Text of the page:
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Ashley Peele believes that North Charleston's leader should reflect its varied culture

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North Charleston mayoral candidate Ashley Peele is one of three people who have filed to unseat longtime incumbent Mayor Keith Summey in this year's election on Nov. 5.

If elected, Peele would be the first woman and the first openly gay mayor of North Charleston. That new perspective is something that she believes is an important factor to her appeal with voters.

"We're a very young community, we're a very diverse community, we're a very progressive community," she says. "I think people want to see that in their leadership. I think they want to see that diversity, they want to see that youth, they want to see those progressive values in their leadership."

Better representation for all of North Charleston's demographics seems to be a theme among the 2019 mayoral candidates. According to The Post and Courier, Summey's opponents agree that his administration has mostly ignored minorities and the impoverished.

About 47 percent of the city's 113,237 residents are black, according to census estimates. The other two candidates who have filed so far in the mayoral election, Thomas Dixon and John Singletary, are African-American men.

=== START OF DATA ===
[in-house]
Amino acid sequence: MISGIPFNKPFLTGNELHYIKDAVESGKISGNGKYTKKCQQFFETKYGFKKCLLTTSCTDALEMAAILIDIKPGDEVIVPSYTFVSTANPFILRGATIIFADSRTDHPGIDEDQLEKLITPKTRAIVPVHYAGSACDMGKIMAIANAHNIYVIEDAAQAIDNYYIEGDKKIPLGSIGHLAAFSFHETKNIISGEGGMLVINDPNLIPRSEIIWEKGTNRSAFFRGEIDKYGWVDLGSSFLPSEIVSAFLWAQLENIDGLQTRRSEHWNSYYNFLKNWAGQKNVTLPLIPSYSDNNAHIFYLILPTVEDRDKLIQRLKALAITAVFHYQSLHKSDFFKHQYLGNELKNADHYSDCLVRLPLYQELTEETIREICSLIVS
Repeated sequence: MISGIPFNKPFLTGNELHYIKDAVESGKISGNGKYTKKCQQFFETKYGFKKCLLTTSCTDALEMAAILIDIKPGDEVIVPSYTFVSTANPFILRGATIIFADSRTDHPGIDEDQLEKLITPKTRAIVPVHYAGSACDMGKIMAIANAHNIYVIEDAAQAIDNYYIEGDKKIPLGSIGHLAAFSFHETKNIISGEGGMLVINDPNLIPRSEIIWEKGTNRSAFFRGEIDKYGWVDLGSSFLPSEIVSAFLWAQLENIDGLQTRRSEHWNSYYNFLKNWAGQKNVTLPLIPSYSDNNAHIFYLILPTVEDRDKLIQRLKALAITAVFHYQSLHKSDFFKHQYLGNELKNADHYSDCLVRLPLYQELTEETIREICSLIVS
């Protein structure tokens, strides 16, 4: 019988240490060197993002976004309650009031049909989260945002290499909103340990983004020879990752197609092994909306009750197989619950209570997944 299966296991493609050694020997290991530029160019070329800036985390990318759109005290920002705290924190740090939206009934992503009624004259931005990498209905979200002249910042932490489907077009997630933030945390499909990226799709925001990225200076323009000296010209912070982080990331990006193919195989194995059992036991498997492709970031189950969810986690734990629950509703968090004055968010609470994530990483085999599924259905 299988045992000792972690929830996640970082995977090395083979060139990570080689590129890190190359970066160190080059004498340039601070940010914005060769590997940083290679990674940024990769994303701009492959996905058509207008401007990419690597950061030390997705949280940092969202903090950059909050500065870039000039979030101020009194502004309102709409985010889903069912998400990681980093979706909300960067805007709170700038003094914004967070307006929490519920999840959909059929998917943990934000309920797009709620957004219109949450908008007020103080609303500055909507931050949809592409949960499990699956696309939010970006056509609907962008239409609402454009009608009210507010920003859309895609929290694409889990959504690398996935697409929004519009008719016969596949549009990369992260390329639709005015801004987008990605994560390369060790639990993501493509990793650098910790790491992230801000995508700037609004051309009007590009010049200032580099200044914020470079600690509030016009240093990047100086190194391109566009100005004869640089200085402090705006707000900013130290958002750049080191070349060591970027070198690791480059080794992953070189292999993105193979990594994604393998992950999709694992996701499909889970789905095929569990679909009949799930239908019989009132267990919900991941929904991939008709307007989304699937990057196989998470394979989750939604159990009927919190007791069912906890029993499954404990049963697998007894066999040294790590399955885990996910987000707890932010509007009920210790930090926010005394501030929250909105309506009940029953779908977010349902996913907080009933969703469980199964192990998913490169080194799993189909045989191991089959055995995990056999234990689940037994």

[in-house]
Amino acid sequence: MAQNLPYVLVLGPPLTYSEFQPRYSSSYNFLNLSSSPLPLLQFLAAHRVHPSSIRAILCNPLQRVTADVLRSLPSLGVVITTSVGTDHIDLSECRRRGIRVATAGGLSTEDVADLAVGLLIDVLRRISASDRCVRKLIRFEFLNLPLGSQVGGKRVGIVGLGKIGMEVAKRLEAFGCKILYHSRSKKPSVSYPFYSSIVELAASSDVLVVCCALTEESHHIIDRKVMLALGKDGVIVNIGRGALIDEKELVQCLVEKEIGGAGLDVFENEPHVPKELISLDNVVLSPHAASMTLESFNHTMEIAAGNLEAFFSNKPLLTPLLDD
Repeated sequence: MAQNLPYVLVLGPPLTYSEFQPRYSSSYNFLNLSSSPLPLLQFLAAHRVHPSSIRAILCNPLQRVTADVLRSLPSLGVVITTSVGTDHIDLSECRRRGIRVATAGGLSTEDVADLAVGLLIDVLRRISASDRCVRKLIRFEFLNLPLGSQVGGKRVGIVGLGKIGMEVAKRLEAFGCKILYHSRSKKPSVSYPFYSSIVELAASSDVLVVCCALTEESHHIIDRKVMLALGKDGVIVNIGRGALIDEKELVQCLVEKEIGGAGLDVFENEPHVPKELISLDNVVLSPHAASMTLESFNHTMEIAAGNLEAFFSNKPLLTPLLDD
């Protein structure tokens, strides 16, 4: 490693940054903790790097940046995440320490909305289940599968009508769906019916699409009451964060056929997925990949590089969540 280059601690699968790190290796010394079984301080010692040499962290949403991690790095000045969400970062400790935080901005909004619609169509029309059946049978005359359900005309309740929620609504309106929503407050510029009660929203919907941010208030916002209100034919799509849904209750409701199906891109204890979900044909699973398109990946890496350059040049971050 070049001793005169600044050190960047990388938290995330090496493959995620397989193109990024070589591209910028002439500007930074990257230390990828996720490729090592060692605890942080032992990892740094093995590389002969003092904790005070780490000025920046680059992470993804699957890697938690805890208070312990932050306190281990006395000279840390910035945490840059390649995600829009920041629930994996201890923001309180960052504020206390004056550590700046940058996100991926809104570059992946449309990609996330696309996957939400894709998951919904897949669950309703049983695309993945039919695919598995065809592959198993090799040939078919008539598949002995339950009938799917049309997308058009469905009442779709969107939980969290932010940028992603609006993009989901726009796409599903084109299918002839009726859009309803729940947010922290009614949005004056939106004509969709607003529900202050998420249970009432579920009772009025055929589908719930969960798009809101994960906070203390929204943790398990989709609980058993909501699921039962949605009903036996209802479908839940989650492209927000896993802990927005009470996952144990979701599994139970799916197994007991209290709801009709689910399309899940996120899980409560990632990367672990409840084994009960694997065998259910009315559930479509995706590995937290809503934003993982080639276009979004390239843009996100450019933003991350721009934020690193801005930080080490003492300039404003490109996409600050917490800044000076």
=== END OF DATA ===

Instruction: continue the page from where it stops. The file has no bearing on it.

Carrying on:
About 23 percent of North Charleston lives in poverty, and the median household income between 2013-2017 was $39,944, about $10,000 less than the state median income and nearly $20,000 less than the median income nationally.

Peele says she wants to keep the demographics of North Charleston in mind, advocating for a hate crime ordinance similar to what the City of Charleston passed in 2018.

"The incident with the transgender woman getting murdered recently brought to light the fact that there's really no protection for the LGBT community," Peele says, referencing the murder of Denali Berries Stuckey on July 20.

"The City of Charleston enacted their own hate crime ordinance, the state of South Carolina doesn't have one, but what can we be doing from the City of North Charleston leadership to say that these are a demographic that we care about and we want to support and we want to protect? But, also with racial equality, we still have some bridges to continue to build since 2015."

With the most recent death of Dime Doe on Aug. 4 in Allendale County, four black trans women in South Carolina are known to have been killed by violence since 2018. The investigation into Stuckey's death is ongoing, but police arrested and charged 34-year-old Dominick Archield with murder when he turned himself in on Sat. Aug. 10.

When considering the city's growing economy and infrastructure, Peele says that she wants to embrace the area's technology industry and bring more businesses to North Charleston while protecting the residents from gentrification.

"That's probably one of the bigger topics — making sure that we're growing equitably and sustainably, and we're not pushing out residents who have lived here their whole lives and might be the most vulnerable among us," she says.